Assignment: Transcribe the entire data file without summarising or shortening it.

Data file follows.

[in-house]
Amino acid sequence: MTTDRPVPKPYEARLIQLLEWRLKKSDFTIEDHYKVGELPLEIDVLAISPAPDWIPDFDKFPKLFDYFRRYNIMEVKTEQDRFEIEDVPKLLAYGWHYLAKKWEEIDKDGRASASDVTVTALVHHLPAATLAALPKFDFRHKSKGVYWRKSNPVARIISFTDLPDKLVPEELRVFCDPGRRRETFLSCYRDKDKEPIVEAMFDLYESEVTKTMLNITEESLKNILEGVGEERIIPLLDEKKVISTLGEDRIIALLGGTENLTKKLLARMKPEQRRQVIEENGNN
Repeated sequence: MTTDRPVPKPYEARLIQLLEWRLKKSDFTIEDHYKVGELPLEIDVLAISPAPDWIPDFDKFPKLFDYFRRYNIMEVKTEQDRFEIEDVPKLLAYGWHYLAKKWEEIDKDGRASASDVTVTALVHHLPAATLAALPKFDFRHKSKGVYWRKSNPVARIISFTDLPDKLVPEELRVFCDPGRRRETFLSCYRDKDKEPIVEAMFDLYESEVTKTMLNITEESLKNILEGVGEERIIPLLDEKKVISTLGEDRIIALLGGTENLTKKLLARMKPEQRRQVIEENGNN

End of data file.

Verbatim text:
[in-house]
Amino acid sequence: MTTDRPVPKPYEARLIQLLEWRLKKSDFTIEDHYKVGELPLEIDVLAISPAPDWIPDFDKFPKLFDYFRRYNIMEVKTEQDRFEIEDVPKLLAYGWHYLAKKWEEIDKDGRASASDVTVTALVHHLPAATLAALPKFDFRHKSKGVYWRKSNPVARIISFTDLPDKLVPEELRVFCDPGRRRETFLSCYRDKDKEPIVEAMFDLYESEVTKTMLNITEESLKNILEGVGEERIIPLLDEKKVISTLGEDRIIALLGGTENLTKKLLARMKPEQRRQVIEENGNN
Repeated sequence: MTTDRPVPKPYEARLIQLLEWRLKKSDFTIEDHYKVGELPLEIDVLAISPAPDWIPDFDKFPKLFDYFRRYNIMEVKTEQDRFEIEDVPKLLAYGWHYLAKKWEEIDKDGRASASDVTVTALVHHLPAATLAALPKFDFRHKSKGVYWRKSNPVARIISFTDLPDKLVPEELRVFCDPGRRRETFLSCYRDKDKEPIVEAMFDLYESEVTKTMLNITEESLKNILEGVGEERIIPLLDEKKVISTLGEDRIIALLGGTENLTKKLLARMKPEQRRQVIEENGNN